Coming down from a high | Day 2b Photos

by Elouise

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Badlands? Star Trek? Sheep Rock’s Blue Basin is other-worldly. Here we are in the middle of nowhere, surrounded by desolate landscape. Yes, there’s a trail, though it’s sometimes narrow or partly washed out. The Blue Basin seemed forsaken by all but elusive birds, hardy insects and scrubby plants.

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Hopper in the Blue Basin

We hiked up through canyon-like formations, and across 13 sturdy metal bridges. A sign at the front end warned that if you had a dog along, you might have to carry your dog across each bridge! We didn’t see any dogs. Only 4-5 people, all coming up as we were going down.

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Bats caves? Snake dens? Fox holes? What are these cave-looking holes about?

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The major colors were shades of blue and green, chalky to the touch. A bit like I imagined the water in the streams to be—chalky. Here we’ve reached our destination, with a smooth, inviting bench and a grand vista. Don’t miss the lone trees that stand out on the top ridges.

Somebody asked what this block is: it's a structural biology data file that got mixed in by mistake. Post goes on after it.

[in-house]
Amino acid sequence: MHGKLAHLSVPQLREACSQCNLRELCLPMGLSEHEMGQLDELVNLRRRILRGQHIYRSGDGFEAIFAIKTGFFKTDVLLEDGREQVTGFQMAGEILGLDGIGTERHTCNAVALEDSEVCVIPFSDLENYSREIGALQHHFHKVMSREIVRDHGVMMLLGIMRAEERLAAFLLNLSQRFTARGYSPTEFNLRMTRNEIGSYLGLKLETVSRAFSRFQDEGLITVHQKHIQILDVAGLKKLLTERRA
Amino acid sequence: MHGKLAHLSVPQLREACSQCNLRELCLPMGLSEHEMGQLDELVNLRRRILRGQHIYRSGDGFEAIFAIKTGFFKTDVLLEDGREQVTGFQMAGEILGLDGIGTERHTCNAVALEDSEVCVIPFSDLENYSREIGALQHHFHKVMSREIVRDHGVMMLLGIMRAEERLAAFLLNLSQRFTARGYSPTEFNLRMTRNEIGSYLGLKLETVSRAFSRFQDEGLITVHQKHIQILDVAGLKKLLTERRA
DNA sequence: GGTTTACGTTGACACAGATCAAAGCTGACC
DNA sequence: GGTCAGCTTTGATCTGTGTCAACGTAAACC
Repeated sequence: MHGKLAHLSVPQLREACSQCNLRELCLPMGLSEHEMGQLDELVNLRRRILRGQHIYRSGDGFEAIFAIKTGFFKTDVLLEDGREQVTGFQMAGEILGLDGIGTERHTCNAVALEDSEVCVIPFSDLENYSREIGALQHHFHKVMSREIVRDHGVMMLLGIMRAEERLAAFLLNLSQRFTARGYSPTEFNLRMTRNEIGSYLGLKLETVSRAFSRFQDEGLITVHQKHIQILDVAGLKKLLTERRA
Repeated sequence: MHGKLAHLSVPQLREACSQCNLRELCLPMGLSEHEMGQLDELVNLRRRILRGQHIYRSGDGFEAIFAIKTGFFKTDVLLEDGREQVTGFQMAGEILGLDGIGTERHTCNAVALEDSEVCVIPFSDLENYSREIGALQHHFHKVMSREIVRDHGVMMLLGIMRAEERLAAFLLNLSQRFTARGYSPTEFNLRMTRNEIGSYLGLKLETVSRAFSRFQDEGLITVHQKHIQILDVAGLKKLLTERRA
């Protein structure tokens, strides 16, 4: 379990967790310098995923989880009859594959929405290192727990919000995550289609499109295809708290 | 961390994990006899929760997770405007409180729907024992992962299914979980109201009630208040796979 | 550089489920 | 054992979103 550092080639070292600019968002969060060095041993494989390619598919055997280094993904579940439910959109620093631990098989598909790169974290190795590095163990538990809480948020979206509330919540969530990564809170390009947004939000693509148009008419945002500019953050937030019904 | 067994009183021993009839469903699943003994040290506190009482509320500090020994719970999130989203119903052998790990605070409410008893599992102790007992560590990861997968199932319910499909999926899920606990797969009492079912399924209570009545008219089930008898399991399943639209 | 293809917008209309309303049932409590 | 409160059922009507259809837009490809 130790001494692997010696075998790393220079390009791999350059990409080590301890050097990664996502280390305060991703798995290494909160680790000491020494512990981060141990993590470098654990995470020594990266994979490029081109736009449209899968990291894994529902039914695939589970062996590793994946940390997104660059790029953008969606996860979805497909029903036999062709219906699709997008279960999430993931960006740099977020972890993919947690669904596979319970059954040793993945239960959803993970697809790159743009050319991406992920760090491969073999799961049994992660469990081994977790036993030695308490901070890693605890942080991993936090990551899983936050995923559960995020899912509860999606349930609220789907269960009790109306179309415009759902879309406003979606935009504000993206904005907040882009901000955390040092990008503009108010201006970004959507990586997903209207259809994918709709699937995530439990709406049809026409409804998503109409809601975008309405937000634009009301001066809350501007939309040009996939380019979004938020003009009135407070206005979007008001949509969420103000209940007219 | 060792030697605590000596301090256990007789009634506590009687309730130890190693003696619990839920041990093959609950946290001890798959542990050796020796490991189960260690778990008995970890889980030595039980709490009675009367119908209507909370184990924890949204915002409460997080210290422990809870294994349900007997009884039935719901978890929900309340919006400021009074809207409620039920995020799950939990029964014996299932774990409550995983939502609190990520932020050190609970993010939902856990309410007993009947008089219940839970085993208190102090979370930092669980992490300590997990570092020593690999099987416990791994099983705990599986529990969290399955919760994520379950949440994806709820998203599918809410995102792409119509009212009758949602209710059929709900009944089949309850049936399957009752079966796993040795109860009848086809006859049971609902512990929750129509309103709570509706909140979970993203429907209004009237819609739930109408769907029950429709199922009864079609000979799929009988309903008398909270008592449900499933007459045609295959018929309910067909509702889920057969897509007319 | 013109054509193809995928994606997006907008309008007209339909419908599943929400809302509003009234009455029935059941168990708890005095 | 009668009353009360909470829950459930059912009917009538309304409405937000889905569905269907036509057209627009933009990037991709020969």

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It’s mid to late afternoon, so we decided to drive back to the Painted Hills for one last look. The sun was low in the sky when we arrived, but it didn’t ruin anything. This was an opportunity to get close to the Painted Hills–even touching them sometimes!

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Yes, that’s lavender in the last photo. Just beautiful against all the green and pinky bronze, don’t you think? The hills are cracked and dry right now. But the colors and textures change when it rains. The claystone soaks up the water–which changes even the colors and sheen of the hills. One funny fact: This is, of course, a protected area. However, this clay makes great kitty litter! Just thought  you’d be interested in a bit of trivia….

Thanks for coming along on what turned out to be three parts, not two. You can catch Day 2a and Day 1 to see more beauty.

Small. That’s how I felt in the Sheep Rock unit of the Fossil Beds. Not insignificant, but incredibly young and ignorant about the way this planet has evolved over millions of years.

I also felt the importance of living each moment as fully as possible. The end of at least one natural era came with the most explosive, wide-spread volcanic eruption ever experienced in this part of the world. Will there be another? Am I ready? Are you ready? Life is precious, if not always easy. Just the way God intended it to be.

© Elouise Renich Fraser, 28 October 2015
Photo credit: DAFraser, October 2015
Sheep Rock and Painted Hills Units of the John Day Fossil Beds National Monument, Oregon